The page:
Emma Bovary and the Failure of Sentimental Romanticism Analytical Essay by chief

Emma Bovary and the Failure of Sentimental Romanticism
A study of how French author Gustave Flaubert maintains through his character Emma Bovary that a romantic cannot survive in a realistic world.
# 25383 | 1,971 words | 5 sources | MLA | 2002 | US
Published on Mar 26, 2003 in Literature (French) , English (Analysis)

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Hailed as the first modern realistic novel, Gustave Flaubert's "Madame Bovary" details the life of Emma Bovary and the failure of sentimental romanticism. The paper show how Flaubert, a model for Emma, was a romantic who, longed for deeper experiences of emotion, whether these experiences were ones of love or of intellectual passion. The paper shows, however, that unlike his fallen heroine who dies an unfulfilled romantic, Flaubert became a pessimist in an effort to assuage his suffocating soul. The paper concludes that through Emma's self-destruction via self-corruption, Flaubert maintains in "Madame Bovary" not only that a romantic cannot find contentment in a realistic world, but also that a romantic cannot survive in a realistic world.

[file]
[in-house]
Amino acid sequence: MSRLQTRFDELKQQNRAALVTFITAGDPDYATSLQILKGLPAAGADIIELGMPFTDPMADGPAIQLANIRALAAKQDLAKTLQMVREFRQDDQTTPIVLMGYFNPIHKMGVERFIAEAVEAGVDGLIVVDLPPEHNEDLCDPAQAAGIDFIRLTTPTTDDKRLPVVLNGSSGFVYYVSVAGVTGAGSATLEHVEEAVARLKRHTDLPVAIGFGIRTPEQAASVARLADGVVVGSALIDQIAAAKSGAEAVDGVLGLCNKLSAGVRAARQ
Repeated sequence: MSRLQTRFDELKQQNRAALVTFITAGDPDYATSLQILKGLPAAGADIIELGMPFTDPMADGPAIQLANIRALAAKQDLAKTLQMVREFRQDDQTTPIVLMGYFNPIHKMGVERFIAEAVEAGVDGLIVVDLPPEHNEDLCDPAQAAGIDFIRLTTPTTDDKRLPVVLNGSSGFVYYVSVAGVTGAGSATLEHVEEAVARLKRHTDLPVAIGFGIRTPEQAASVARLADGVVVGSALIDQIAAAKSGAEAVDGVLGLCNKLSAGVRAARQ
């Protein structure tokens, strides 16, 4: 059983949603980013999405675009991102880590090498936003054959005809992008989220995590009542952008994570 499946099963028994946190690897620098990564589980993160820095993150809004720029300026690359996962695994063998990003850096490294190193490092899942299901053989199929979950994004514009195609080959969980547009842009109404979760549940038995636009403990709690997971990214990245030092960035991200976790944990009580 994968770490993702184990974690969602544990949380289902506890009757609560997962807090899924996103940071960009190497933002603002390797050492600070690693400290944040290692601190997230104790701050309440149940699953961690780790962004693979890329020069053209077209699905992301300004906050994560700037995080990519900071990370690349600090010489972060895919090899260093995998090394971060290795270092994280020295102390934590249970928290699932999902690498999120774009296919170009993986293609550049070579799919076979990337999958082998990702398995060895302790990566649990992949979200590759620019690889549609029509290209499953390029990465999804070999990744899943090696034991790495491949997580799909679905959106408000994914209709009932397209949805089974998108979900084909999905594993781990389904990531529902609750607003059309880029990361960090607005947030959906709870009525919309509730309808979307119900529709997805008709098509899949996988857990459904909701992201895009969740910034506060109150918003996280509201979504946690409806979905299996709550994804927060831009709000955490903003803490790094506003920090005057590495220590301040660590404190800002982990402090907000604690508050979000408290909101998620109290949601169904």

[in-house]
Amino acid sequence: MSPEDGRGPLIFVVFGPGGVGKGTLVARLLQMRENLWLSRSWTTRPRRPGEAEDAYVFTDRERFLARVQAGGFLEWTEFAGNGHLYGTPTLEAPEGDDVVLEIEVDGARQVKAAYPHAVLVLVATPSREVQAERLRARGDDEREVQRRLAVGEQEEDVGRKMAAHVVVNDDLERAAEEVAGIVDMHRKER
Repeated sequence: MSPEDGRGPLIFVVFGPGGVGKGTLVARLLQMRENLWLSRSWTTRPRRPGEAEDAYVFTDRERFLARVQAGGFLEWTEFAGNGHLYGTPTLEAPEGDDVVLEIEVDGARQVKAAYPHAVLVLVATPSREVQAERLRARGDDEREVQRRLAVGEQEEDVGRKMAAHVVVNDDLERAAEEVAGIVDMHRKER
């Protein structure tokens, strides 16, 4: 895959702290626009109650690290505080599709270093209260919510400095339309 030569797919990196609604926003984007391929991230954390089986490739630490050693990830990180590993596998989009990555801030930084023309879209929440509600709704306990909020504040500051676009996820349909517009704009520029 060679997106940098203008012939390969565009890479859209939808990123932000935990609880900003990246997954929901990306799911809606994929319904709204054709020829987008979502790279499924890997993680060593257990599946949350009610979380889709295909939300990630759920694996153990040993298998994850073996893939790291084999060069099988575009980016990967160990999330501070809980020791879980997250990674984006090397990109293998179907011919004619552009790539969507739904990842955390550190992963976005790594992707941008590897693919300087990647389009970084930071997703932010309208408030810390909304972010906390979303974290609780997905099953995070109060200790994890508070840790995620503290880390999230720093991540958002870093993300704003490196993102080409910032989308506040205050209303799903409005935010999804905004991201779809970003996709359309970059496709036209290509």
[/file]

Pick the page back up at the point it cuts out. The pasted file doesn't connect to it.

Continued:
From the Paper:

"With such high expectations of love, Emma enters into a marriage destined to disappoint her, and only loses herself in romantic escapism. Unable to adjust to the realities of her life, Emma allows her fascination with romantic dreams to evolve into an obsession, and she devotes her energies exclusively to the creation of a world immune to ennui, futile efforts indeed. She quickly tires of wifehood and, as daydreams replace any useful endeavors, abandons her household duties, as well as her drawing and piano playing. She wonders "just what was meant, in real life, by the words felicity, passion and intoxication" (33; pt.l, ch.5), believing she must have been mistaken about her love for her husband Charles because "the happiness which ought to have resulted from that love . . . [had] failed to materialize" (33; pt.l, ch.6). Continuously comparing her dull, routine environment with the glamorous "if-only" worlds in her dreams, her situation seems utterly intolerable. How can her life be beautiful unless she can make plans while gazing at the stars from the balcony of a Swiss chalet?"

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Emma Bovary and the Failure of Sentimental Romanticism (2003, March 26) Retrieved December 09, 2022, from https://www.academon.com/analytical-essay/emma-bovary-and-the-failure-of-sentimental-romanticism-25383/

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"Emma Bovary and the Failure of Sentimental Romanticism" 26 March 2003. Web. 09 December. 2022. <https://www.academon.com/analytical-essay/emma-bovary-and-the-failure-of-sentimental-romanticism-25383/>